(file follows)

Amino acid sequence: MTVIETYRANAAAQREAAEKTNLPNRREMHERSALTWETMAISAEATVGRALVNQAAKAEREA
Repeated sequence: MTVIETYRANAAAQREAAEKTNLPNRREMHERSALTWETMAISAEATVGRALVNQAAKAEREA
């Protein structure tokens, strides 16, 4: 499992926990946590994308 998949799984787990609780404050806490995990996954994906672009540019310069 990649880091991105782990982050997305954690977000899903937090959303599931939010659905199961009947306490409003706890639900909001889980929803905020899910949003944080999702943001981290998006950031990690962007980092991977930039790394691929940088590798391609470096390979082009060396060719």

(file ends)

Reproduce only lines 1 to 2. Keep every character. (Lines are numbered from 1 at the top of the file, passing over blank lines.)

Amino acid sequence: MTVIETYRANAAAQREAAEKTNLPNRREMHERSALTWETMAISAEATVGRALVNQAAKAEREA
Repeated sequence: MTVIETYRANAAAQREAAEKTNLPNRREMHERSALTWETMAISAEATVGRALVNQAAKAEREA